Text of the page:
Penn State's 'All-Century' team: Best lineup since 2000

With a couple more weeks left until we talk about the upcoming season -- Big Ten media days -- we’re scrambling for some actual football discussion. So, to borrow an idea from our pals at the Pac-12 blog, we’re putting together the “All-Century” teams for every Big Ten school.

These are the top lineups each team could field consisting of players who have played since 2000. Next up is Penn State.


QB Michael Robinson: He was the Big Ten Offensive Player of the Year in 2005 and led the Nittany Lions to an Orange Bowl after back-to-back losing seasons.

RB Larry Johnson: He averaged 7.7 yards per carry during his 2,087-yard season in 2002, the highest-ever average by a 2,000-yard rusher.

RB Evan Royster: Not only did he surpass 1,000 yards in three straight seasons, but he also holds the school rushing record for career yards (3,932).

WR Allen Robinson: He set the single-season receptions record in 2012 (77)... and then set it again in 2013 (97).

WR Deon Butler: The third-round NFL draft pick holds the school record for career receptions (179) and is second in receiving yards (2,771).

TE Andrew Quarless: When he wasn’t in JoePa’s doghouse, he was a defensive mismatch waiting to happen. He has a Super Bowl ring from the Green Bay Packers' 2010 season.

OL A.Q. Shipley: He became the first -- and, so far, only -- Nittany Lion to win the Rimington Trophy.

OL Levi Brown: A two-time All-B1G selection, Brown was selected No. 5 overall in the 2007 NFL draft.

OL Stefen Wisniewski: He was a 2010 All-American and has already started 77 career NFL games.

OL John Urschel: He might be the only two-time first-team all-conference selection who’s better known for his exploits off the field. He won the “academic Heisman” in 2013.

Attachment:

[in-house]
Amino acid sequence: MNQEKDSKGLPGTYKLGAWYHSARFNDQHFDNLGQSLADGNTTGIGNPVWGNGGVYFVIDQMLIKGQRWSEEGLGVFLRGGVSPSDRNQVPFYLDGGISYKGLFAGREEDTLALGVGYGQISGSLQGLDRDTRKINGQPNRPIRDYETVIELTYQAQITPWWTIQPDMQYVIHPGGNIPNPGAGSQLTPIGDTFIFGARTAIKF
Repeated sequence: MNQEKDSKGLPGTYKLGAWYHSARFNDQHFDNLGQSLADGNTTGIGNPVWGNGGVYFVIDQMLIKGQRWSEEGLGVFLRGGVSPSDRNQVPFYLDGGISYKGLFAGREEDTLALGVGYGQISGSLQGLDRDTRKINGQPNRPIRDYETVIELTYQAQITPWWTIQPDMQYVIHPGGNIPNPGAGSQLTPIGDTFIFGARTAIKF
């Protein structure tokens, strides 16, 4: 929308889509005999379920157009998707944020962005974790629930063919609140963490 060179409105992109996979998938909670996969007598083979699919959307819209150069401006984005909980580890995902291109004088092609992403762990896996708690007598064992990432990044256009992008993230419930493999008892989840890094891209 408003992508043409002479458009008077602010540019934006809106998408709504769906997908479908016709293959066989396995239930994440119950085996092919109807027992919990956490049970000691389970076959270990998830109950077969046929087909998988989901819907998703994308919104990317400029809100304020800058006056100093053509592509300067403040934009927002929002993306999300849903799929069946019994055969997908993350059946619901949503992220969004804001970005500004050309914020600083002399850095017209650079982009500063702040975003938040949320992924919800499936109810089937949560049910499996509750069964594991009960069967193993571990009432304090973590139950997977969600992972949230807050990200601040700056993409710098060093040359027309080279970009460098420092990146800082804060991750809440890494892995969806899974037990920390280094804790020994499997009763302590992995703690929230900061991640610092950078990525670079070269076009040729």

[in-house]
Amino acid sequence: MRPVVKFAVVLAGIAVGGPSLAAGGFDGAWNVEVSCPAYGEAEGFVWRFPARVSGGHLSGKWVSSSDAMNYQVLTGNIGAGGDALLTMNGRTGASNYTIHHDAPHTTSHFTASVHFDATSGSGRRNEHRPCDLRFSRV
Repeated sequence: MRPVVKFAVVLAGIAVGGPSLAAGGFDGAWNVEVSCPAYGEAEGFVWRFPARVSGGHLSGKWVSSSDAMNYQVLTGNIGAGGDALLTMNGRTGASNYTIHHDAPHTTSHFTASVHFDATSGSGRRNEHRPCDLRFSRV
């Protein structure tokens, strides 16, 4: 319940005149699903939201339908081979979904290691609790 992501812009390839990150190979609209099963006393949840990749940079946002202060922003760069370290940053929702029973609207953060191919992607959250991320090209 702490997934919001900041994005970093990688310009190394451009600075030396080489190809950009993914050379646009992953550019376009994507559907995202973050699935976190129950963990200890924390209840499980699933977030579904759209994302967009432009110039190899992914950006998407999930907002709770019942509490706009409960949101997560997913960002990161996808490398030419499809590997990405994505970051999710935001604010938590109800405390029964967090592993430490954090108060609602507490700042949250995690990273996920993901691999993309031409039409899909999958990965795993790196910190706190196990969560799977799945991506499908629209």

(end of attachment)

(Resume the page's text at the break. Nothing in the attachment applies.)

OL Matt Stankiewitch: A finalist for the Rimington in 2012, the Pennsylvania native never seemed to tire. He played more snaps his final two years than anyone else on the offense.


DL Tamba Hali: Not only was he a 2005 All-American and a finalist for several major awards, but Hali forced the key late-game fumble in the memorable 17-10 upset win over Ohio State.

DL Devon Still: He was the 2011 Big Ten Defensive Player of the Year, and his daughter won ESPN’s Jimmy V Award last year for her perseverance in the face of her cancer.

DL Jared Odrick: A two-time first-team All-B1G selection and 2009 All-American, Odrick was also named the Big Ten Defensive Player of the Year his senior season.

DL Michael Haynes: No Nittany Lion since 2000 has surpassed Haynes’ 25.5 career sacks. He was drafted No. 14 overall after his All-America season in 2002.

LB Paul Posluszny: He’s one of only two B1G players to win the Bednarik Award twice. He’s also a three-time all-conference selection, a two-time consensus All-American and a Butkus Award winner.

LB Dan Connor: A two-time All-American, Connor holds the school record for career tackles (419).

LB Michael Mauti: It’s close between Mauti and Sean Lee, but Mauti helped save the program in the face of unprecedented sanctions. He was also an All-American and the 2012 Butkus-Fitzgerald Big Ten Linebacker of the Year.

DB Alan Zemaitis: A three-time All-B1G selection, Zemaitis was a physical 6-foot-2 cornerback who earned All-America honors in 2005.

DB Adrian Amos: He started 37 career games and was versatile enough to switch between safety and corner. He was named to the NFL All-Rookie team this past season.

DB Justin King: He may have peaked early in his career, but King’s closing speed was still among the best Penn State’s ever seen at corner.

DB Anthony Scirrotto: The safety is the only Penn State defensive back in the 2000s to twice earn first-team All-B1G honors.


K Kevin Kelly: If Anthony Fera stuck around, this spot might look a little different. As it is, Kelly holds the school record for field goals made (78) and is among the program’s three most accurate kickers.

P Jeremy Boone: He holds the Lions’ top career punting average (43.1 yards) and boasts three of the program’s five best punting seasons.

KR/PR Derrick Williams: He didn’t have the highest averages of the 2000s, but Williams was always a home-run threat. He finished his career with five return TDs and more than 1,800 return yards.